• In East Asia, jade is a symbol of power. Casino employees in that part of the world who deal directly to customers are not allowed to wear any jade jewelry.

• The candles on slot machines (the glass tubes on top of the machines) come in different colors to distinguish the coin denomination needed to play. The colors are almost standard throughout the gaming industry:

.01¢ = White
.05¢ = Red
.25¢ = Yellow
.50¢ = Gold
$1 = Blue
$5 = Purple

• At one time, under Roman law, games of chance played for money were forbidden under the penalty of a fine fixed at four times the value of the stakes.

• In San Francisco during the California gold rush a self-appointed vigilante, Curtis Greeves, offered to cure habitual gamblers by plunging their hands into a bucket of red-hot coals he carried from saloon to saloon. He did get one taker, who painfully lost the use of his right hand.

• During the French revolution, because the court cards smacked of royalism, the kings, queens and jacks were removed from the standard deck of cards and were replaced with “nature” (kings), “liberty” (queens) and “virtue” (jacks). The hearts, clubs, spades and diamonds were changed to “peace,” “war,” “art” and “commerce.”

• In the 1830s over 1,500 professional gamblers made their living on the riverboats between New Orleans and Louisville.
Recent Articles
Best of John Marchel
John Marchel
John Marchel is an author, speaker, teacher and player -- what John plays are casino games. He’s been a casino player for over 25 years and has played successfully in Europe, Panama, the Caribbean, Canada, Atlantic City, Las Vegas, on Indian reservations, cruise ships and in over 350 casinos throughout the US. He is also the author of six books about gambling, and has written numerous magazine articles and is currently a columnist for three gambling magazines and one internet magazine.

Since 1988 John has combined his experience as a manager, teacher and player to present seminars and lectures about gambling. In addition, John has had an Internet website since 1995 that offers books, special reports and tips about gambling. He also publishes a monthly Internet gambling newsletter. The newsletter keeps subscribers alert to trends, information and winning techniques that allows them to be more successful when visiting casinos.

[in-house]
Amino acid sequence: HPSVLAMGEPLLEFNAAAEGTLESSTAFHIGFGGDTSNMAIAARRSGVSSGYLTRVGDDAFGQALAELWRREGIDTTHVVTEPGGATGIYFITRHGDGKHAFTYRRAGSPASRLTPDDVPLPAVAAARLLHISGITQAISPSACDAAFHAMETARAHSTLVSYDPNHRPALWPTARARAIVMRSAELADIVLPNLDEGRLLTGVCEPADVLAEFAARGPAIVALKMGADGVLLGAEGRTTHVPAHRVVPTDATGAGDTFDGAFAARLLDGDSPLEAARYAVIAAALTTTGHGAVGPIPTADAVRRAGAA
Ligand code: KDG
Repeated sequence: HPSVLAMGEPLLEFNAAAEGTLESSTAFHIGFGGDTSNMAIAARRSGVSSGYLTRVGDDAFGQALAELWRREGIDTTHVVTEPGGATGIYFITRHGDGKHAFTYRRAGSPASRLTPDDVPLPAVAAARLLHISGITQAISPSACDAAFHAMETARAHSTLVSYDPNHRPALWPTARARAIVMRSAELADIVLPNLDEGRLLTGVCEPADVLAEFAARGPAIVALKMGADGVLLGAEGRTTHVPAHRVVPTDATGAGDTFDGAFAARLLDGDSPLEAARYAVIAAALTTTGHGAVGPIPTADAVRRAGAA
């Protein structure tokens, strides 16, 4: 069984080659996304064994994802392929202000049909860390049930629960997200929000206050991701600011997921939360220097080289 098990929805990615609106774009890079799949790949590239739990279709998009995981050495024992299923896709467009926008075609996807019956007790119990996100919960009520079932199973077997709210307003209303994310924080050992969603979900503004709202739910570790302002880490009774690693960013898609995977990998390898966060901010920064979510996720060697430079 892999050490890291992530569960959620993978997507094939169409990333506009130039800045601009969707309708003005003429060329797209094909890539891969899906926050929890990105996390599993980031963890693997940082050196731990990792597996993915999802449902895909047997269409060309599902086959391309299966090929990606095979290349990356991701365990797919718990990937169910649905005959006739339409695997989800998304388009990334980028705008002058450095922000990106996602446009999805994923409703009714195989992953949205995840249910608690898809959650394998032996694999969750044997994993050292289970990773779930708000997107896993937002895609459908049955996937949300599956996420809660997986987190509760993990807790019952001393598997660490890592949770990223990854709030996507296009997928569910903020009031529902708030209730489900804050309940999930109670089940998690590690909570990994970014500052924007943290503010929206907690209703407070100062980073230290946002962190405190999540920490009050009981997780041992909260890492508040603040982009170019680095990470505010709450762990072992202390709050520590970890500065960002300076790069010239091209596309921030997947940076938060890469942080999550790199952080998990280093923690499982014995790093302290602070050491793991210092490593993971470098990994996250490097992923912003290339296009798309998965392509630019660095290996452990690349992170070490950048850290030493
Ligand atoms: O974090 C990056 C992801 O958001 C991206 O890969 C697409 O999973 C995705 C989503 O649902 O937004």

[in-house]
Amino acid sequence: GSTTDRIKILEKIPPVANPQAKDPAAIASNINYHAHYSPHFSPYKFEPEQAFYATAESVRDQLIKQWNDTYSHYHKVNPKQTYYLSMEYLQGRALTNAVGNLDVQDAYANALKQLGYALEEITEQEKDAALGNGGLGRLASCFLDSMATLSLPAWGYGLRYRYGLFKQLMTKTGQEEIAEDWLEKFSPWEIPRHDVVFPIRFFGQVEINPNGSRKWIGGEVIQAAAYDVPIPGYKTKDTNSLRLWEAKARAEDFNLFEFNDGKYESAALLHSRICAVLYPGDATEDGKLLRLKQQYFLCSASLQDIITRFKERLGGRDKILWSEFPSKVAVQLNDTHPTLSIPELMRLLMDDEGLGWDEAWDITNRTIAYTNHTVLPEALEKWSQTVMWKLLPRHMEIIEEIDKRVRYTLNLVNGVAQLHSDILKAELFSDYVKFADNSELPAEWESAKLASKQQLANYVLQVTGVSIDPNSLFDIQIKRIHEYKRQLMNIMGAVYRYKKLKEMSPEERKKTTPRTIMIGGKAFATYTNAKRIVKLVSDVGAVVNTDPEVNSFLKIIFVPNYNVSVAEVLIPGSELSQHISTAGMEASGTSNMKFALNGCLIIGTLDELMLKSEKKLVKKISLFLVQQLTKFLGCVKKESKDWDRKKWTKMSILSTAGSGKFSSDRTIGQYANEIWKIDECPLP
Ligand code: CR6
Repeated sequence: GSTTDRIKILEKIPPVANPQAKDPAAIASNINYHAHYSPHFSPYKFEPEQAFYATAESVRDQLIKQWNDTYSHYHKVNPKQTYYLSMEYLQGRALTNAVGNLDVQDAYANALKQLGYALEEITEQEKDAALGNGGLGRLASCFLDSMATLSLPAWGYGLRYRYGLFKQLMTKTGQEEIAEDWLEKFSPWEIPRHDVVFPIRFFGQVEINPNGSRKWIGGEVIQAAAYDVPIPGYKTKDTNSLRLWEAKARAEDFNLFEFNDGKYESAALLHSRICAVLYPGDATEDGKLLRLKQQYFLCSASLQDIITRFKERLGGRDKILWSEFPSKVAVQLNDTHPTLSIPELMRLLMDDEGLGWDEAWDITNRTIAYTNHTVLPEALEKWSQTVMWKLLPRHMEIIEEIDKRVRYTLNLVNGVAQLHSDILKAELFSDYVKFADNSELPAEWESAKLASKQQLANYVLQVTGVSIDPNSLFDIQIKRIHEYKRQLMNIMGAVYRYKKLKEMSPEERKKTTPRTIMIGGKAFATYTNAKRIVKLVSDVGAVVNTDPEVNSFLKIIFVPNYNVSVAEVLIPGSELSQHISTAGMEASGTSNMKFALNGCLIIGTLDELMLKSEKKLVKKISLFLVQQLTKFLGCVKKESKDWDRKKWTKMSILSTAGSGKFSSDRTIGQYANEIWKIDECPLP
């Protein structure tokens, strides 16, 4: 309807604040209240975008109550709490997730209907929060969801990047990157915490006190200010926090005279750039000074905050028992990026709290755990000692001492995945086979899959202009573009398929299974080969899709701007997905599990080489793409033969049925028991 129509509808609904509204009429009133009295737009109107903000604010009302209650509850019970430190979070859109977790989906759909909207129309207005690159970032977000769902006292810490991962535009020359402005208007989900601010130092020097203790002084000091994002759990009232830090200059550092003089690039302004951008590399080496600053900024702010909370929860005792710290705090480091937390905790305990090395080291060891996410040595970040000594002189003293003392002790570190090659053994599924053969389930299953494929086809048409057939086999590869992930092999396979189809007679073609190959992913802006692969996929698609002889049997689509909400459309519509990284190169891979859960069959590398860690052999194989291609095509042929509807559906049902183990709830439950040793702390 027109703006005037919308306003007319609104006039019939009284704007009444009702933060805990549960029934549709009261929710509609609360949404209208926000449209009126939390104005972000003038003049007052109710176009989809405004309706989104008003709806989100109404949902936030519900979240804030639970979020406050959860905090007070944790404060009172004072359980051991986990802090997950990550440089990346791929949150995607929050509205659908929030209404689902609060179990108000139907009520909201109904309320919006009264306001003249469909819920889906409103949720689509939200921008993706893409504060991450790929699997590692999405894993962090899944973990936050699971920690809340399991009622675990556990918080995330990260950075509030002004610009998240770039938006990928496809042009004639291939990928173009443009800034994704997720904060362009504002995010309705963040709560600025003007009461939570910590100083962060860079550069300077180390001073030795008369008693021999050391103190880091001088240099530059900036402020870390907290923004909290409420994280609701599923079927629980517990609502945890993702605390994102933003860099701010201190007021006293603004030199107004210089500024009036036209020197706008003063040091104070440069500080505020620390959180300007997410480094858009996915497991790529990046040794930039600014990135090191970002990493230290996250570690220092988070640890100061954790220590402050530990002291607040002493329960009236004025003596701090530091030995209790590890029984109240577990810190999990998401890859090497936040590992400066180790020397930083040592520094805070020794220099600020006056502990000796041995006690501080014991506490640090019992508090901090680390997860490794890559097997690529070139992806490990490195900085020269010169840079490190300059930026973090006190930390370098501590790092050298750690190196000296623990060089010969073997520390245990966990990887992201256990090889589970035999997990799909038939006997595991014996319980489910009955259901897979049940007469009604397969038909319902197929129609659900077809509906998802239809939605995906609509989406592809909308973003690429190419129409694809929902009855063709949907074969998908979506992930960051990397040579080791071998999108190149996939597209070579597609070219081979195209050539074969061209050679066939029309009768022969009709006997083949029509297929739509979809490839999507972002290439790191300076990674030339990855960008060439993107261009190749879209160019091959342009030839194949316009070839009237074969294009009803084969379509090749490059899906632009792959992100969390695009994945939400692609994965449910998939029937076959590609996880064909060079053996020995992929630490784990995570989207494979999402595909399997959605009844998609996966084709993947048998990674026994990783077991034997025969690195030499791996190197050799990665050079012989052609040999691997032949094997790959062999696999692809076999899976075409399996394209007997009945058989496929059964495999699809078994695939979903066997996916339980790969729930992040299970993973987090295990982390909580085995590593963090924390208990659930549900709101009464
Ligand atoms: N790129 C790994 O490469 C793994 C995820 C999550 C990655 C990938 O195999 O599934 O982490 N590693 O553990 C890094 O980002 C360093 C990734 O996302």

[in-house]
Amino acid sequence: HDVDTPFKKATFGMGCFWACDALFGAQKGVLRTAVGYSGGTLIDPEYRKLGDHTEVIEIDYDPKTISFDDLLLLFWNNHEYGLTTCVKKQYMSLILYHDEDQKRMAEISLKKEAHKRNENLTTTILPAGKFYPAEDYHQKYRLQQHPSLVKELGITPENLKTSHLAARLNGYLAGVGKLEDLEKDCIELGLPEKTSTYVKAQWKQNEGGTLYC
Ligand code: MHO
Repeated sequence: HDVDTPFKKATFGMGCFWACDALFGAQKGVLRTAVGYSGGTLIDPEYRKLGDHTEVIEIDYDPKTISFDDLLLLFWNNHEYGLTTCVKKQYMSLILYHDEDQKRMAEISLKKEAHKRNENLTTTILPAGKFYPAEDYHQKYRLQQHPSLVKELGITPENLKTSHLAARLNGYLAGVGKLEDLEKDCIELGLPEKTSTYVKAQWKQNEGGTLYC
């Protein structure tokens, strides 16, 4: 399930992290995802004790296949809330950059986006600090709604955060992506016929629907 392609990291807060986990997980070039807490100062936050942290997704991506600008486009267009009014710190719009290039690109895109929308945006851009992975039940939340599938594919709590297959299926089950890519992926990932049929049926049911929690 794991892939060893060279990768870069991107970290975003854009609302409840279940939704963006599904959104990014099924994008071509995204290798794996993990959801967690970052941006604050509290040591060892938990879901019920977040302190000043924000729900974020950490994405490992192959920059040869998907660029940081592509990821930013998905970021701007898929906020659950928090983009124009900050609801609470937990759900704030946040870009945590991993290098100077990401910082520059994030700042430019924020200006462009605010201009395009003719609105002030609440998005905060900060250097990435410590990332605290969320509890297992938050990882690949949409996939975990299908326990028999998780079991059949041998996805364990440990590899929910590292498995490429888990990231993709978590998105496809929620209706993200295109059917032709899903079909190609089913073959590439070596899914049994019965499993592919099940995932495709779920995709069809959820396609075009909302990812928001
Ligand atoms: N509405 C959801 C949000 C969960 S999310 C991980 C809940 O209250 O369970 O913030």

John Marchel Websites:

johnmarchelgambling.com

Books by John Marchel:

KISS Guide to Gambling

> More Books By John Marchel

John Marchel
John Marchel is an author, speaker, teacher and player -- what John plays are casino games. He’s been a casino player for over 25 years and has played successfully in Europe, Panama, the Caribbean, Canada, Atlantic City, Las Vegas, on Indian reservations, cruise ships and in over 350 casinos throughout the US. He is also the author of six books about gambling, and has written numerous magazine articles and is currently a columnist for three gambling magazines and one internet magazine.

Since 1988 John has combined his experience as a manager, teacher and player to present seminars and lectures about gambling. In addition, John has had an Internet website since 1995 that offers books, special reports and tips about gambling. He also publishes a monthly Internet gambling newsletter. The newsletter keeps subscribers alert to trends, information and winning techniques that allows them to be more successful when visiting casinos.

John Marchel Websites:

johnmarchelgambling.com

Books by John Marchel:

KISS Guide to Gambling

> More Books By John Marchel